Getting Started With JRubyArt (stolen from Ben Lewis)

If you love to code because it is a creative process, then you should give JRubyArt a try because it can be used to create music, art, animations, videos and much more. Also since it is based on the latest Processing you can access a vast range of libraries to make the difficult things easier.

What Is Processing?

Processing is a simple language, based on Java, that you can use to create digital graphics. It’s easy to learn, fun to use, and has an amazing online community comprised of programmers, visual artists, musicians, and interdisciplinary artists of all kinds.

Processing was built by Benjamin Fry and Casey Reas ☯, two protegés of interdisciplinary digital art guru John Maeda at the MIT Media Lab.

Since the project began in 2001, it’s been helping teach people to program in a visual art context using a simplified version of Java. It comes packaged as an IDE that can be downloaded and used to create and save digital art “sketches”.

In 2009, Jeremy Ashkenas (aka jashkenas, creator of Backbone.JS, Underscore.JS, and Coffeescript), published the original ruby-processing gem. It wraps Processing in a shim that makes it even easier to get started if you know Ruby. It has been since updated to use processing-2.2.1 by Martin Prout (final version using jruby-1.7.27 corresponding to ruby-1.9.3 syntax), NB: no more releases are expected, and ruby-processing is not compatible with processing-3.0+.

In 2015, Martin Prout (aka monkstone) published the JRubyArt gem, loosely based on the original ruby-processing, but updated to use processing-3.5.3 and jruby-9.2+ (ruby2.4+ syntax)

Why JRubyArt?

Since Processing already comes wrapped in an easy-to-use package, you may ask: “why should I bother with JRubyArt?”

The answer: if you know how to write Ruby, you can use Processing as a visual presentation layer of a much more complex program. Games, interactive art exhibits, innovative music projects, anything you can imagine; it’s all at your fingertips.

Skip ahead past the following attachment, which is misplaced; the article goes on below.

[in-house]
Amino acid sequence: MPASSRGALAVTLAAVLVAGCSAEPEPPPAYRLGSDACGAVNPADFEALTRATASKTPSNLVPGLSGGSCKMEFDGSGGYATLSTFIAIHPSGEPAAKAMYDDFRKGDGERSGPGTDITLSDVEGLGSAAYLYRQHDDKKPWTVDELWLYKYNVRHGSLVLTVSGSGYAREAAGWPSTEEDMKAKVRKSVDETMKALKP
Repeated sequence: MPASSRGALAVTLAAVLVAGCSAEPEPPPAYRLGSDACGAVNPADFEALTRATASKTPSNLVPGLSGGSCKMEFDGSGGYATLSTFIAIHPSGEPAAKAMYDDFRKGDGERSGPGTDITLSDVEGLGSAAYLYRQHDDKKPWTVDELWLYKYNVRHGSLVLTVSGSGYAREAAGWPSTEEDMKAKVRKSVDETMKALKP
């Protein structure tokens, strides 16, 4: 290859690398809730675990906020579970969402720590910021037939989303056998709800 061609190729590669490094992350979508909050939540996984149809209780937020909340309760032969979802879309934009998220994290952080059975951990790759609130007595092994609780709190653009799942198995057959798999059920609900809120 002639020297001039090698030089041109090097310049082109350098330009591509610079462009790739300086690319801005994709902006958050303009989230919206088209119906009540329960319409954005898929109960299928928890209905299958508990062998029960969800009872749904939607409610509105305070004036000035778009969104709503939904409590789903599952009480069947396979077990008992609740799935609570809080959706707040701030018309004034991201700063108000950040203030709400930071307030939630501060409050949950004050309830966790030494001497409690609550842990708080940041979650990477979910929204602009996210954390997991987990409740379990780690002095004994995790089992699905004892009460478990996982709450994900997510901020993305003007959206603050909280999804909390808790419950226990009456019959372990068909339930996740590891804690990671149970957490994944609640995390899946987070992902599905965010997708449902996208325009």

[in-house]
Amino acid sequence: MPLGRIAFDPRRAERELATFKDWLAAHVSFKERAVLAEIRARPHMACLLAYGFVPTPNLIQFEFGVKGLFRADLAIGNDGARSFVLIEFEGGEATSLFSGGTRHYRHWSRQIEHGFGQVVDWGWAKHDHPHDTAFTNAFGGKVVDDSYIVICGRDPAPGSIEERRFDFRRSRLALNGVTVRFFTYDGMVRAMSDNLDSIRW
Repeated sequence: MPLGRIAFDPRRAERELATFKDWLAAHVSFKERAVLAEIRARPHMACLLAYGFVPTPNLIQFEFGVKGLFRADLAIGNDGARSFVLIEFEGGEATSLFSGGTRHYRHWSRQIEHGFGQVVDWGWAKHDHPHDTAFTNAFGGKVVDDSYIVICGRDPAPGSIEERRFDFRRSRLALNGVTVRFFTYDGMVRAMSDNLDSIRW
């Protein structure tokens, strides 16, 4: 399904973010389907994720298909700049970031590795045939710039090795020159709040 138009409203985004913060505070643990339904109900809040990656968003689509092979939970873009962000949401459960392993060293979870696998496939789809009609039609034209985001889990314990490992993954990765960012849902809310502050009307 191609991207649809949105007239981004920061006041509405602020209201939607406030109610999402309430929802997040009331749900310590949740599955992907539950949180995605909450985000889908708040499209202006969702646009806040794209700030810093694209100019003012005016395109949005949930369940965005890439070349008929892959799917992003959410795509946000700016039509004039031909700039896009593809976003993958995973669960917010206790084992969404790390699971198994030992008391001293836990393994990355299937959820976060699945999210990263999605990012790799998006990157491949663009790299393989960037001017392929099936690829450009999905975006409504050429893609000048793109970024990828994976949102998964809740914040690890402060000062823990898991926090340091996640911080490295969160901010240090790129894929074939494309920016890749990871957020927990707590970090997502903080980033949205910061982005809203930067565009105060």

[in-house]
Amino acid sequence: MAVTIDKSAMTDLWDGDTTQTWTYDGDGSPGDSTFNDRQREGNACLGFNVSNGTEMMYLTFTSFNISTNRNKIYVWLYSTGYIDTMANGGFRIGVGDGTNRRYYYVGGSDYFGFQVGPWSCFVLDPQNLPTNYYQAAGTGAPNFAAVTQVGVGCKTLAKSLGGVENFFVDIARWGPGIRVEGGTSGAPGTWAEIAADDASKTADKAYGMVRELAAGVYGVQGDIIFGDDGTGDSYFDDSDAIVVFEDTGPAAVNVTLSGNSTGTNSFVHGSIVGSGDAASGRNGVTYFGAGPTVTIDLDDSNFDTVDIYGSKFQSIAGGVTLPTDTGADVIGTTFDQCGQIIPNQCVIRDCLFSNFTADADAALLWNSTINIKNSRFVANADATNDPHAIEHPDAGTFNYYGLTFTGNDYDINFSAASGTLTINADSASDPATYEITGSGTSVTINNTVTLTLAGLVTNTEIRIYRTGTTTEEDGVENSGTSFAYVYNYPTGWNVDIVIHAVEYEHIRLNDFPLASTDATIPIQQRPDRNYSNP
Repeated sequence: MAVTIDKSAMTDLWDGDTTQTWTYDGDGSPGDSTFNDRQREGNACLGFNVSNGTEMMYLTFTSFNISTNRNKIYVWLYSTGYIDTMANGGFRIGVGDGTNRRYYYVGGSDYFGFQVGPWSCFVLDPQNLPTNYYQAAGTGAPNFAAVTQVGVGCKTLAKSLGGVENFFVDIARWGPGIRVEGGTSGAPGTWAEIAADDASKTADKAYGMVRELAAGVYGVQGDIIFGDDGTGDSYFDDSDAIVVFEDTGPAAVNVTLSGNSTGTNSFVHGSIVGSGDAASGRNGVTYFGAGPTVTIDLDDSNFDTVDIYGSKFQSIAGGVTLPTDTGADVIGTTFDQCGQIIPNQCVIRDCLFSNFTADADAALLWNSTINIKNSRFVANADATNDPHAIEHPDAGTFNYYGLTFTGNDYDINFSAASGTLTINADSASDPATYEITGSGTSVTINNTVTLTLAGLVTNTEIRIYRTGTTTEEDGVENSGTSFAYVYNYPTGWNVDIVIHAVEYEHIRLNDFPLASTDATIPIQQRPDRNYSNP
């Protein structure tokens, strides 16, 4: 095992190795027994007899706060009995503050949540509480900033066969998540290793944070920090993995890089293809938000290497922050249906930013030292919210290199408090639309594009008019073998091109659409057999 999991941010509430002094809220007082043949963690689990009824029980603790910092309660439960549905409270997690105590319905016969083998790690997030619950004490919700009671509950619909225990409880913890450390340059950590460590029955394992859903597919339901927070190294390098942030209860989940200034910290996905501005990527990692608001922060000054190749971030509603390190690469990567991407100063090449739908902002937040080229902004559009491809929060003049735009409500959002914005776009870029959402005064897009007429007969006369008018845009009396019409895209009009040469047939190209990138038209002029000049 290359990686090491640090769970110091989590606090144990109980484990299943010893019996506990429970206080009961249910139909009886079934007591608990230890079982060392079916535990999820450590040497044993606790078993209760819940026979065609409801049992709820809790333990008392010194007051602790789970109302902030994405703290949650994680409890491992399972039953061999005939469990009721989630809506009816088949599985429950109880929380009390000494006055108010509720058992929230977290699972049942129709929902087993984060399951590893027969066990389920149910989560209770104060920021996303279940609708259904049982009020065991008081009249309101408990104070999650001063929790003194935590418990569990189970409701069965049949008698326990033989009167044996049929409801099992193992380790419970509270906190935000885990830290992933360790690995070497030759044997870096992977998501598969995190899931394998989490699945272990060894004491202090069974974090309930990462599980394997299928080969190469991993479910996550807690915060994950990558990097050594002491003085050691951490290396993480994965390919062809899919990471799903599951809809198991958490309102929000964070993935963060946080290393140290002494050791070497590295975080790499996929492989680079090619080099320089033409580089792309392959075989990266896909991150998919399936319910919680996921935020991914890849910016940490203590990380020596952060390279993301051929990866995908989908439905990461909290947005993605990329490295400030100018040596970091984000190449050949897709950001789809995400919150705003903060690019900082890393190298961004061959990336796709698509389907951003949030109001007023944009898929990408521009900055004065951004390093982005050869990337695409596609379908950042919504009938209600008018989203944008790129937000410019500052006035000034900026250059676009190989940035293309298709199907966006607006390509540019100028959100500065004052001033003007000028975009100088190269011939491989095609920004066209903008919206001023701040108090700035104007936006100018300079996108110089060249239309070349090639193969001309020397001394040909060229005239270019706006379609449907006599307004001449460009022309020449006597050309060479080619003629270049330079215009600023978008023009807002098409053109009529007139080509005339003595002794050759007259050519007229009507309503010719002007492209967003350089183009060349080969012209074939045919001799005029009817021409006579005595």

Additionally, you don’t have to declare types, voids, or understand the differences between floats and ints to get started, as you do in pure Processing.

Although there are some drawbacks to using the Ruby version Processing (slower start up time, and sometimes performance), having Ruby’s API available to translate your ideas into sketches more than makes up for them.

Why was ruby-processing not updated to use processing3.0+? The major changes between processing-2.2.1 and processing-3.0 are not backward compatible. Furthermore since JRubyArt was designed to use jruby- from the outset, it makes use of the more literate ruby-2.2 syntax (although the original ruby-processing might run with jruby-9.2+, the examples and the ruby-processing library are all based on ruby-1.9.3 syntax).


Setting JRubyArt for the first time, can seem a bit involved (especially if you are addicted to rvm or rbenv). The JRubyArt gem relies on jruby-9.2++, processing-3.5.3, and a handful of other dependencies. Here’s how to get them all installed and working on Windows.

Install wget which is also available as cygwin package, Oracle java (, and some version of ruby-2.2+ preferably jruby-9.2+. Do not use java-9 or greater see processing-wiki


You can check to see what platforms are supported here. Download processing-3.5.3 from the official website and install, prefer to install in say C:/Java/Processing ie folders without special characters or spaces. When you’re done, make sure to take note of the directory you installed the app to complete the configuration.